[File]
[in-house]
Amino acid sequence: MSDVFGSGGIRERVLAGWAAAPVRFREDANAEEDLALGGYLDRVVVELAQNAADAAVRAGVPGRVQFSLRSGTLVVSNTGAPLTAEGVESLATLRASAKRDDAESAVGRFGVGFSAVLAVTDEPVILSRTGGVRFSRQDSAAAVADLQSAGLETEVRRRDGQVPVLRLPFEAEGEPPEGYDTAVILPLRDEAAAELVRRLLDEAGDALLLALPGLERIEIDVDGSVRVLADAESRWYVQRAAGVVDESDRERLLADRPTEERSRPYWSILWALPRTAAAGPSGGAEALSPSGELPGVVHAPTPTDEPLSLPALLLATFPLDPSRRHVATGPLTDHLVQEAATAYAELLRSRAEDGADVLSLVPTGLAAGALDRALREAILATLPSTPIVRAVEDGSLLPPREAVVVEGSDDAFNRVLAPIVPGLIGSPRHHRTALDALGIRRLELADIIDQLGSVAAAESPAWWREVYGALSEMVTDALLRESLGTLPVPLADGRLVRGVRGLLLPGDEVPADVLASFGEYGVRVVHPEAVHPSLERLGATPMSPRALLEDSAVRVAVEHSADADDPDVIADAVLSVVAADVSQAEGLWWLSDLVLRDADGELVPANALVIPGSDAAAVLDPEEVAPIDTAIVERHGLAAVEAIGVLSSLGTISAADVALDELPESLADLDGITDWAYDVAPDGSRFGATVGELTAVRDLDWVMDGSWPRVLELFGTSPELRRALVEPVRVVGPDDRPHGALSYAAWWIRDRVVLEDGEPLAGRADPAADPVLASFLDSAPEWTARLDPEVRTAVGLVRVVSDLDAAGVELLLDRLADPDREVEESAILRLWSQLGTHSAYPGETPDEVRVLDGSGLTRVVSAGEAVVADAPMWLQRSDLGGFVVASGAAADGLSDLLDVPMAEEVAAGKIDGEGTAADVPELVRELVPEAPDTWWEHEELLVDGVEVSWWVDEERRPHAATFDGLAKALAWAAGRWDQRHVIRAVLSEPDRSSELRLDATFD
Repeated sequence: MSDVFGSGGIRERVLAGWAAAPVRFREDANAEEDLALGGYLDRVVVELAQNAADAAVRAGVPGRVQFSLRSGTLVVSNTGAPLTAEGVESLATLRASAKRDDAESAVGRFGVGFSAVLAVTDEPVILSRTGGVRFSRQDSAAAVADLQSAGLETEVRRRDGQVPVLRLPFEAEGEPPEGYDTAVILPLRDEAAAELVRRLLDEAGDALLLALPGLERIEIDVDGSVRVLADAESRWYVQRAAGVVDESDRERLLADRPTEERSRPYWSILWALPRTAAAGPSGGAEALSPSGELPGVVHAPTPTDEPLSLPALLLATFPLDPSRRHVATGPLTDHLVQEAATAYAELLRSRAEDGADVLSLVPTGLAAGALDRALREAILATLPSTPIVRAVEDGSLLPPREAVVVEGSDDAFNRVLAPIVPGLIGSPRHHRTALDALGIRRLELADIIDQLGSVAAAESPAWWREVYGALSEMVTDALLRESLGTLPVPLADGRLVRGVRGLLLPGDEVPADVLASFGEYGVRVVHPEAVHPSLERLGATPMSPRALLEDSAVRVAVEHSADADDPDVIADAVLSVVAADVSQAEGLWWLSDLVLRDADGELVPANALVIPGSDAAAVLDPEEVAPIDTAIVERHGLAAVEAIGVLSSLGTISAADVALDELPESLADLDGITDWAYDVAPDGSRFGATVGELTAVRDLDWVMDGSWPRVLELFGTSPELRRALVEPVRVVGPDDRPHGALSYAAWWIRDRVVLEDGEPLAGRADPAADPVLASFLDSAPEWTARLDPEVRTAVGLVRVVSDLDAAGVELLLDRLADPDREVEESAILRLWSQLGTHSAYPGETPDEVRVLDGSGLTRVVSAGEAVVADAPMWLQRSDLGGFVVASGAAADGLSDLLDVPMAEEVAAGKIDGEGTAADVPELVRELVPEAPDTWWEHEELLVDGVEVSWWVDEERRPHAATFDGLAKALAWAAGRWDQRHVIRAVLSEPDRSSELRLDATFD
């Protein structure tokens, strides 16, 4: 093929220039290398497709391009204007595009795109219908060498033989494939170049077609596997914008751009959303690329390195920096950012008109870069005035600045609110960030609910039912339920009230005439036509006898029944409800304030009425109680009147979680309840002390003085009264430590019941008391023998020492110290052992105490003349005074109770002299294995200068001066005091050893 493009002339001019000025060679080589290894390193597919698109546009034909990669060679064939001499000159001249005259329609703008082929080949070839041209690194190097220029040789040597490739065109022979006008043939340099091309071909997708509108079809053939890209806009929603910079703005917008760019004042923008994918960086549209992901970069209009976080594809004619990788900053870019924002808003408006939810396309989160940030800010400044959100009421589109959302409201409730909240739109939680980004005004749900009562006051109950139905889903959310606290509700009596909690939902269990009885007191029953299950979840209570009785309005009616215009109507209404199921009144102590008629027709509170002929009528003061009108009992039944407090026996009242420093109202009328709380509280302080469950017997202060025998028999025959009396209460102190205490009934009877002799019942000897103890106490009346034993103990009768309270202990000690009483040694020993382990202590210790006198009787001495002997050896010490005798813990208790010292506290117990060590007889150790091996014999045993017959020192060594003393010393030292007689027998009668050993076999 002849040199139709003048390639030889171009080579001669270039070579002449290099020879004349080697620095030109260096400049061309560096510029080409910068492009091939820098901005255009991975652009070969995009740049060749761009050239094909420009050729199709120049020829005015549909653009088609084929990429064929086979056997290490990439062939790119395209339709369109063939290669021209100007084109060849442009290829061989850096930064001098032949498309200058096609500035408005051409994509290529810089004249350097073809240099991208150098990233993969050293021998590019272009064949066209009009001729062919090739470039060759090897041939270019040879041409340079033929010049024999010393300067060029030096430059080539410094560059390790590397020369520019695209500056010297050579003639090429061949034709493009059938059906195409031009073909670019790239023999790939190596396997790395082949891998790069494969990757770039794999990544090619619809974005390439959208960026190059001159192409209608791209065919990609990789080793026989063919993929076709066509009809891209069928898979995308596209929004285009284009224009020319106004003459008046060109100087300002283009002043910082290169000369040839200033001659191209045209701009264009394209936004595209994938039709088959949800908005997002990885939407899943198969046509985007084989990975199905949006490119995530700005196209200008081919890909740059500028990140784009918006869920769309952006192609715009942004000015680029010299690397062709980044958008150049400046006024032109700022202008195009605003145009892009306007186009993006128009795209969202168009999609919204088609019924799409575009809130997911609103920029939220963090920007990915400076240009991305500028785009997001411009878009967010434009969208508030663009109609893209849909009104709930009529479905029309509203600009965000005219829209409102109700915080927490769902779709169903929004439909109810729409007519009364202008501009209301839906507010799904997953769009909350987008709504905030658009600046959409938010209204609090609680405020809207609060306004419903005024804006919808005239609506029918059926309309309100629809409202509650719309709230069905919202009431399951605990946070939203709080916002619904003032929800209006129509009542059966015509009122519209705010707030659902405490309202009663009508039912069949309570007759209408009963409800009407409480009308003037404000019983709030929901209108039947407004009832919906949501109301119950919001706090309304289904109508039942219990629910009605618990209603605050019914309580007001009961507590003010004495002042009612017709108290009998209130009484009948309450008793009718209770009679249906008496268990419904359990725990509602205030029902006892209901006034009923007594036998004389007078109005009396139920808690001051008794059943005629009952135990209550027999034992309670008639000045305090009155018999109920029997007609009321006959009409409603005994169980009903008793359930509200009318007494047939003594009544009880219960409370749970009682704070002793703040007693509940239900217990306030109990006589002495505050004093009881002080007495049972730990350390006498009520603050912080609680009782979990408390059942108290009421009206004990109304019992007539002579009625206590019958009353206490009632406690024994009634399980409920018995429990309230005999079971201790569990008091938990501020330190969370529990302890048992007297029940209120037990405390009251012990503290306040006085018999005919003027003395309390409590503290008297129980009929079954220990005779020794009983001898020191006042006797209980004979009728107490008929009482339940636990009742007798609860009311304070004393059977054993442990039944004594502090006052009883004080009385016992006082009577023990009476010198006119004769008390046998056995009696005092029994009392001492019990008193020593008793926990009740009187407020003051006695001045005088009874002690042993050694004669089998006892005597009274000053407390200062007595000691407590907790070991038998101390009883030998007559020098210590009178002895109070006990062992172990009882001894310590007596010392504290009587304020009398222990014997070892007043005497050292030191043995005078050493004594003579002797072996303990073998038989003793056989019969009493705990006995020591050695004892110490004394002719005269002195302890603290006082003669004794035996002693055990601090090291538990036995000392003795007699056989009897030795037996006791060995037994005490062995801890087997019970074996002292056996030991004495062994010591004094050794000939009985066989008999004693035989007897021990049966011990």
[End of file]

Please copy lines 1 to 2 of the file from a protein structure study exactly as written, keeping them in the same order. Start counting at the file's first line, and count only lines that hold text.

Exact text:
[in-house]
Amino acid sequence: MSDVFGSGGIRERVLAGWAAAPVRFREDANAEEDLALGGYLDRVVVELAQNAADAAVRAGVPGRVQFSLRSGTLVVSNTGAPLTAEGVESLATLRASAKRDDAESAVGRFGVGFSAVLAVTDEPVILSRTGGVRFSRQDSAAAVADLQSAGLETEVRRRDGQVPVLRLPFEAEGEPPEGYDTAVILPLRDEAAAELVRRLLDEAGDALLLALPGLERIEIDVDGSVRVLADAESRWYVQRAAGVVDESDRERLLADRPTEERSRPYWSILWALPRTAAAGPSGGAEALSPSGELPGVVHAPTPTDEPLSLPALLLATFPLDPSRRHVATGPLTDHLVQEAATAYAELLRSRAEDGADVLSLVPTGLAAGALDRALREAILATLPSTPIVRAVEDGSLLPPREAVVVEGSDDAFNRVLAPIVPGLIGSPRHHRTALDALGIRRLELADIIDQLGSVAAAESPAWWREVYGALSEMVTDALLRESLGTLPVPLADGRLVRGVRGLLLPGDEVPADVLASFGEYGVRVVHPEAVHPSLERLGATPMSPRALLEDSAVRVAVEHSADADDPDVIADAVLSVVAADVSQAEGLWWLSDLVLRDADGELVPANALVIPGSDAAAVLDPEEVAPIDTAIVERHGLAAVEAIGVLSSLGTISAADVALDELPESLADLDGITDWAYDVAPDGSRFGATVGELTAVRDLDWVMDGSWPRVLELFGTSPELRRALVEPVRVVGPDDRPHGALSYAAWWIRDRVVLEDGEPLAGRADPAADPVLASFLDSAPEWTARLDPEVRTAVGLVRVVSDLDAAGVELLLDRLADPDREVEESAILRLWSQLGTHSAYPGETPDEVRVLDGSGLTRVVSAGEAVVADAPMWLQRSDLGGFVVASGAAADGLSDLLDVPMAEEVAAGKIDGEGTAADVPELVRELVPEAPDTWWEHEELLVDGVEVSWWVDEERRPHAATFDGLAKALAWAAGRWDQRHVIRAVLSEPDRSSELRLDATFD